In drafting, be sure to show some patience in the pocket

The Baltimore Sun

Quarterbacks create more cognitive dissonance for fantasy footballers than any other players.

The reason is simple. We've been told for years that quarterback is the most important position on the field and that Tom Brady or Peyton Manning can lift franchises to excellence. In fantasy football, however, there's a shocking lack of difference between the sixth quarterback on the board and the 16th.

Given that, basic logic tells us we can wait to pick one.

But that older pigskin truism tugs at us, whispering that if we draft Carson Palmer in the second round, he'll do a 1984 Dan Marino and carry a team to a championship.

As thoroughly as fantasy football players have agreed that quarterback isn't the most valuable position in the game, many of us still want it to be on some level.

That brings us to the 2007 quarterback pool. Manning, because of his consistent production, is the obvious first choice and a reasonable first-round pick. Palmer, because he seems the only one with a good shot to match Manning, is a reasonable second-round pick, though I'd rather pick a second running back or top receiver.

The rest of the upper tier includes Brady, Drew Brees, Donovan McNabb and quiet but highly effective Marc Bulger. I'm debating whether it's important to get one of those six, which would mean spending one of my top five picks on a quarterback. If I don't, I'll try to pick up two guys from the great middle and rotate them throughout the season based on matchups. Either is a fine strategy. But remember, if you wait for a quarterback, pick two who you like instead of just hoping your top guy comes through.

So whom do I like among those indecipherable second-tier passers?

Let's start with Tony Romo, who received way too much credit while riding high and dating starlets last year and then suffered way too much backlash when he stunk in the playoffs. There's a lot to like with Romo. He was very accurate in 2006, and he's throwing to excellent receivers in Terrell Owens and Terry Glenn. I have reservations about the Dallas offense under head coach Wade Phillips, but Romo doesn't have to be as good as he was during the regular season last year to be a solid fantasy quarterback. I like him as a seventh rounder.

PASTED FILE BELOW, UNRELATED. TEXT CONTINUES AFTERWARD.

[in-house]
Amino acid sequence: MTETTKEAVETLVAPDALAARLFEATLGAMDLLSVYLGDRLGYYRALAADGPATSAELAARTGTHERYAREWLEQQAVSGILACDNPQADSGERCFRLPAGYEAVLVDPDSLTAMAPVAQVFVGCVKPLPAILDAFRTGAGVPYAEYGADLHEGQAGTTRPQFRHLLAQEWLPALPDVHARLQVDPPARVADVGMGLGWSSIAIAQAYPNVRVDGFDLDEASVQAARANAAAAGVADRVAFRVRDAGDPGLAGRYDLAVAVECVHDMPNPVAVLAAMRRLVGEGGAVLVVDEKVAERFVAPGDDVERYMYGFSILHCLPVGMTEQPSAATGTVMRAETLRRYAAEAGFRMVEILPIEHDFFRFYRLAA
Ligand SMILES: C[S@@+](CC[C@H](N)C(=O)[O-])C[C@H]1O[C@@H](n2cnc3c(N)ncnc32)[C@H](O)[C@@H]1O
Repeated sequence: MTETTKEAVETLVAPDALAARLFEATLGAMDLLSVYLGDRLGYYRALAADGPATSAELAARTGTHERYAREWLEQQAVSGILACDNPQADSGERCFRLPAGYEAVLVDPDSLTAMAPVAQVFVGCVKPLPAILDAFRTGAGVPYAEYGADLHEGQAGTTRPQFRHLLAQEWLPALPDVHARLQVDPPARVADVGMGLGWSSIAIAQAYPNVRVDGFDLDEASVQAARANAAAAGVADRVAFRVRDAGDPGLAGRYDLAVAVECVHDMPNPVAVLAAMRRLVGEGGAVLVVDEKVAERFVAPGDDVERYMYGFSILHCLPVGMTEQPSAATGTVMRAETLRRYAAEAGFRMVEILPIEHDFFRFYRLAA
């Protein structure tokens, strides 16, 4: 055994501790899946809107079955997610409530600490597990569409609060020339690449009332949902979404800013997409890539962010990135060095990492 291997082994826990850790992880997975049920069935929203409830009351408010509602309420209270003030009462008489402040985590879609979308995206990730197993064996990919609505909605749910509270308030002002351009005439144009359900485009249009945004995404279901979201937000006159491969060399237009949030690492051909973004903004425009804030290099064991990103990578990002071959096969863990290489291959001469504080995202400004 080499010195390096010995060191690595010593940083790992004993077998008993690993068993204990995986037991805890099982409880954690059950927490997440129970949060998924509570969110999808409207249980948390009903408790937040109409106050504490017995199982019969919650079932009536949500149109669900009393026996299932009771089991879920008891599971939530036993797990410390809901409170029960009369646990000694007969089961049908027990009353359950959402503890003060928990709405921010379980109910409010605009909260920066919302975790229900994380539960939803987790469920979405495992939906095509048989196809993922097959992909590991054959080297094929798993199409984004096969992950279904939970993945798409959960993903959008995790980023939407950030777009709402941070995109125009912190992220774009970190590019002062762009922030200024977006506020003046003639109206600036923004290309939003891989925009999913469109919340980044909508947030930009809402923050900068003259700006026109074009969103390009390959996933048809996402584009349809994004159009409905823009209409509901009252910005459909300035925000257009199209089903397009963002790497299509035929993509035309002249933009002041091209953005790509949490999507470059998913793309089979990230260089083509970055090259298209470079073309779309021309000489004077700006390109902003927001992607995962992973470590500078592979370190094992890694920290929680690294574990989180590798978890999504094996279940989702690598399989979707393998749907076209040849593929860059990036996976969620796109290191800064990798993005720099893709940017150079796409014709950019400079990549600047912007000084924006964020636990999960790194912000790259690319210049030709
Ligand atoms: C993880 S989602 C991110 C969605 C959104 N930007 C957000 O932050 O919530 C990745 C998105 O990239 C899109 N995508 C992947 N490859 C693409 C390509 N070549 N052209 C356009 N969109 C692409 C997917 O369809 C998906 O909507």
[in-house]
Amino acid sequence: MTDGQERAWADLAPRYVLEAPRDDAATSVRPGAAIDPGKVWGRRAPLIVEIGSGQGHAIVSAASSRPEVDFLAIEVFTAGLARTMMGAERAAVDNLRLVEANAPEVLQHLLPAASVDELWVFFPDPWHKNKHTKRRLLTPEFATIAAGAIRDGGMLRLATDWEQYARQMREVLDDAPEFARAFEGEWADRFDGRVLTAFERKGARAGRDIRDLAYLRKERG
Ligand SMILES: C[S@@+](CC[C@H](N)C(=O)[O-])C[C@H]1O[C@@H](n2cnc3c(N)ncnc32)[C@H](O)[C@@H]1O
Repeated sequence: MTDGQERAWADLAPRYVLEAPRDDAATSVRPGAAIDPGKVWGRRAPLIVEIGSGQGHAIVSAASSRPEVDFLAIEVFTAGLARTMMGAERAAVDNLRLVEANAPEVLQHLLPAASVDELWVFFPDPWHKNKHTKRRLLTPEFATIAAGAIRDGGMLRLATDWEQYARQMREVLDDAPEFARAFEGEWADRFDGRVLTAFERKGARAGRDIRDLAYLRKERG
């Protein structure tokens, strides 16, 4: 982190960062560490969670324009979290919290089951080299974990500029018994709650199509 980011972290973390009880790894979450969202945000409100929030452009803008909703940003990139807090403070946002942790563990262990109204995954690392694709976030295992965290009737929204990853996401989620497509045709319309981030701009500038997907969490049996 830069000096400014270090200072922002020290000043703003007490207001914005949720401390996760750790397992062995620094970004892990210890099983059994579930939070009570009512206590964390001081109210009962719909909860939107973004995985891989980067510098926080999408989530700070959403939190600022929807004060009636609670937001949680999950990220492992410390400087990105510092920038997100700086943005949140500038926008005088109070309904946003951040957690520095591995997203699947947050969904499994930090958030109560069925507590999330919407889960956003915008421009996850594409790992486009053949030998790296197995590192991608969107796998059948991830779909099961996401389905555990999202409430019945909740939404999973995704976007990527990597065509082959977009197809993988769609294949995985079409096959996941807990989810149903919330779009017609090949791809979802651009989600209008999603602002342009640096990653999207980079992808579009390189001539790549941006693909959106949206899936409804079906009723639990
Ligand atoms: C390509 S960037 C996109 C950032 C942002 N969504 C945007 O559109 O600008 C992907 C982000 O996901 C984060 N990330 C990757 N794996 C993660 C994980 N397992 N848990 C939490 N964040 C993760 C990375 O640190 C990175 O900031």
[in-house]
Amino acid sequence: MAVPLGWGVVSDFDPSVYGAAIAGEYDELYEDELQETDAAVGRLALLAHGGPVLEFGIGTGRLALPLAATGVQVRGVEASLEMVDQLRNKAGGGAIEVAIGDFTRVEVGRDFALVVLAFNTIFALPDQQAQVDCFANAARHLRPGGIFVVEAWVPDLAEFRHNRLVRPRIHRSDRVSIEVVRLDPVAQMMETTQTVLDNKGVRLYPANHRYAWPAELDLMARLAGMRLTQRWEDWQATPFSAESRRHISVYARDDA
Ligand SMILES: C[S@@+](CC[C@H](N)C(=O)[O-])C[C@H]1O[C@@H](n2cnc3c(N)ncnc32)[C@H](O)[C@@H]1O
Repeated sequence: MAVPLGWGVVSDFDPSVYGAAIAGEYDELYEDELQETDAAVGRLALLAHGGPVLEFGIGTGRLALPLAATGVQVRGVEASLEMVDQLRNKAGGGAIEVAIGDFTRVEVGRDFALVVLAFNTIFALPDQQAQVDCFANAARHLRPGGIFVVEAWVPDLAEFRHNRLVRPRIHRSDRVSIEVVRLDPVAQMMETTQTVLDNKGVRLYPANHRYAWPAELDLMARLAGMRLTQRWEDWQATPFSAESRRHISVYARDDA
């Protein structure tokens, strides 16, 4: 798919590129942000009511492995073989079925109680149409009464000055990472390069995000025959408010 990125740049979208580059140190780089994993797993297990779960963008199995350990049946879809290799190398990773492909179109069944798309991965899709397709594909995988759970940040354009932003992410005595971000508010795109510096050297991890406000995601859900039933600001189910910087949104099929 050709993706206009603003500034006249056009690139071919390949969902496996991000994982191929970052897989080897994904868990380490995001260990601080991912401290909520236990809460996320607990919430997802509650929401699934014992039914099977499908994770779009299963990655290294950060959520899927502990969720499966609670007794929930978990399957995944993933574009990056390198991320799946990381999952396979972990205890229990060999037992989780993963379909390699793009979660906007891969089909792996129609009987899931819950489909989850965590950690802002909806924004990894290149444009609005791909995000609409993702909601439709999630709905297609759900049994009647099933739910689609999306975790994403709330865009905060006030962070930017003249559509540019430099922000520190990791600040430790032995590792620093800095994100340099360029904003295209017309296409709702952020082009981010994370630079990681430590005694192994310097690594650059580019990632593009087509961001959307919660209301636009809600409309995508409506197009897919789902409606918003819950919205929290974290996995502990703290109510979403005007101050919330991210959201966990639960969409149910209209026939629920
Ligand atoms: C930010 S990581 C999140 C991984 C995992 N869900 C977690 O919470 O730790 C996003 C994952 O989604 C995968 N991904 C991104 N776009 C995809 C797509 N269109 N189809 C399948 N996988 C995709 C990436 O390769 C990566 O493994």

It will be interesting to see where Vince Young goes in relation to Romo. On one hand, Romo was clearly the sharper passer last year and has more receiving weapons. On the other, Young brings running ability that will bolster team owners through his poor throwing weeks. I have mixed feelings about Young. I love watching him and understand the buzz, but NFL defenses penalize poor passing decisions and Young makes a lot of them. I don't think I could take him in the seventh or eighth round, when his talent as a passer remains so unclear. But I wouldn't criticize anyone who does.

Scouts and fans alike overreact to big arms and undervalue accurate passers. That's why Philip Rivers may always be a tad overlooked. But he's the perfect quarterback to have a long, effective NFL career - accurate, smart, poised, etc. The only factors keeping him from the top tier are his lack of elite receivers and LaDainian Tomlinson's tendency to score all the touchdowns in San Diego. I was very happy rotating Rivers in a two-quarterback system for a fantasy division winner last season.

Among other young quarterbacks, I like Jay Cutler. He was actually consistent after taking over in Denver last season, shows excellent physical tools and, unlike many young stars, is surrounded by a productive offense. I'm not sure I'd want to start Cutler every week, but he'd be a perfect guy to pair with Rivers, Jon Kitna or Matt Hasselbeck.

If I'm planning to platoon at quarterback, I like to pick a young guy who hasn't made it yet and a veteran with a strong track record who performed below expectations the previous season. The young guy might bust out and become a true fantasy starter while the veteran is likely to provide a solid option should the up-and-comer tank.

In the veteran category, Hasselbeck and Carolina's Jake Delhomme fit the profile. Both were solid to excellent between 2003 and 2005. Both disappointed owners last season. Neither is too old to bounce back, though Delhomme faces a job threat from David Carr.

I also love Byron Leftwich as a platoon quarterback. He's played a lot, but he's still young. He's never put up huge numbers, but he's reasonably accurate and can make any throw. He's healthy and playing for a contract.

Quarterbacks I'd avoid include Steve McNair because of the injury risk and the Ravens' aversion to high-risk passing, Matt Schaub because he's in a terrible offense and Tarvaris Jackson because he's inexperienced and his receivers stink.

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